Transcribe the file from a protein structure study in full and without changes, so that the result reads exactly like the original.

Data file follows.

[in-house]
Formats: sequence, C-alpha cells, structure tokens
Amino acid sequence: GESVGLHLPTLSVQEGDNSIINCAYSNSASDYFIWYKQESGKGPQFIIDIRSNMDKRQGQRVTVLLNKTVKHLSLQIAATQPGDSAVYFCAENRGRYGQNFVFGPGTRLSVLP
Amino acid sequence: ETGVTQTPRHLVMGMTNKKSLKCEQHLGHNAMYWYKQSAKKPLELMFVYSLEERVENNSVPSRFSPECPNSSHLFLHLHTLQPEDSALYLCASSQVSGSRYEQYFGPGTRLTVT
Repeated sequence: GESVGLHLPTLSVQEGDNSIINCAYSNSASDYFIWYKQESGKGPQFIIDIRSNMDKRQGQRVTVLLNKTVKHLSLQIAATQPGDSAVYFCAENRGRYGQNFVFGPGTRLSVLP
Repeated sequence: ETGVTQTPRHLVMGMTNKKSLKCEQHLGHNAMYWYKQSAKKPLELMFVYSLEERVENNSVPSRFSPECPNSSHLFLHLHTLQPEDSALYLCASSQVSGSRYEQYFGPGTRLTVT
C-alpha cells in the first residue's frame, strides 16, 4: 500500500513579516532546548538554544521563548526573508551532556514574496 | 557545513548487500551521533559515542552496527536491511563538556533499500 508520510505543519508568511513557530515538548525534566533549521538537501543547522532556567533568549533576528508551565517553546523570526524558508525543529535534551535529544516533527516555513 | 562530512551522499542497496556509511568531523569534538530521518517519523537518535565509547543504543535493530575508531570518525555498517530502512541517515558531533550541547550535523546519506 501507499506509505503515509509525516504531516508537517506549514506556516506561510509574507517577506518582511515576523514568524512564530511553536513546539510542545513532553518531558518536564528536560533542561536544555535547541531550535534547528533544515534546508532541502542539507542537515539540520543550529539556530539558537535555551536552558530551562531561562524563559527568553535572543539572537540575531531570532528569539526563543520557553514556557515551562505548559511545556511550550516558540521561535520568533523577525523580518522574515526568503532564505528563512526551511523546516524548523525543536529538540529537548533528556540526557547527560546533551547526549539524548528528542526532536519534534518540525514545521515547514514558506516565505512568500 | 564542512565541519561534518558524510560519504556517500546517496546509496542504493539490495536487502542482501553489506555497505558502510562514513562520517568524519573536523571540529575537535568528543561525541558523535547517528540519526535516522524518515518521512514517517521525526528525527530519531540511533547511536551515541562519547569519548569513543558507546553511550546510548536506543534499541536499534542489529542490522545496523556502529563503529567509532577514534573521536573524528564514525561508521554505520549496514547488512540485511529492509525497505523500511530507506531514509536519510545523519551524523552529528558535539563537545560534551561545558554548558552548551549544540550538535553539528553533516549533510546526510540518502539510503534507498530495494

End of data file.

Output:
[in-house]
Formats: sequence, C-alpha cells, structure tokens
Amino acid sequence: GESVGLHLPTLSVQEGDNSIINCAYSNSASDYFIWYKQESGKGPQFIIDIRSNMDKRQGQRVTVLLNKTVKHLSLQIAATQPGDSAVYFCAENRGRYGQNFVFGPGTRLSVLP
Amino acid sequence: ETGVTQTPRHLVMGMTNKKSLKCEQHLGHNAMYWYKQSAKKPLELMFVYSLEERVENNSVPSRFSPECPNSSHLFLHLHTLQPEDSALYLCASSQVSGSRYEQYFGPGTRLTVT
Repeated sequence: GESVGLHLPTLSVQEGDNSIINCAYSNSASDYFIWYKQESGKGPQFIIDIRSNMDKRQGQRVTVLLNKTVKHLSLQIAATQPGDSAVYFCAENRGRYGQNFVFGPGTRLSVLP
Repeated sequence: ETGVTQTPRHLVMGMTNKKSLKCEQHLGHNAMYWYKQSAKKPLELMFVYSLEERVENNSVPSRFSPECPNSSHLFLHLHTLQPEDSALYLCASSQVSGSRYEQYFGPGTRLTVT
C-alpha cells in the first residue's frame, strides 16, 4: 500500500513579516532546548538554544521563548526573508551532556514574496 | 557545513548487500551521533559515542552496527536491511563538556533499500 508520510505543519508568511513557530515538548525534566533549521538537501543547522532556567533568549533576528508551565517553546523570526524558508525543529535534551535529544516533527516555513 | 562530512551522499542497496556509511568531523569534538530521518517519523537518535565509547543504543535493530575508531570518525555498517530502512541517515558531533550541547550535523546519506 501507499506509505503515509509525516504531516508537517506549514506556516506561510509574507517577506518582511515576523514568524512564530511553536513546539510542545513532553518531558518536564528536560533542561536544555535547541531550535534547528533544515534546508532541502542539507542537515539540520543550529539556530539558537535555551536552558530551562531561562524563559527568553535572543539572537540575531531570532528569539526563543520557553514556557515551562505548559511545556511550550516558540521561535520568533523577525523580518522574515526568503532564505528563512526551511523546516524548523525543536529538540529537548533528556540526557547527560546533551547526549539524548528528542526532536519534534518540525514545521515547514514558506516565505512568500 | 564542512565541519561534518558524510560519504556517500546517496546509496542504493539490495536487502542482501553489506555497505558502510562514513562520517568524519573536523571540529575537535568528543561525541558523535547517528540519526535516522524518515518521512514517517521525526528525527530519531540511533547511536551515541562519547569519548569513543558507546553511550546510548536506543534499541536499534542489529542490522545496523556502529563503529567509532577514534573521536573524528564514525561508521554505520549496514547488512540485511529492509525497505523500511530507506531514509536519510545523519551524523552529528558535539563537545560534551561545558554548558552548551549544540550538535553539528553533516549533510546526510540518502539510503534507498530495494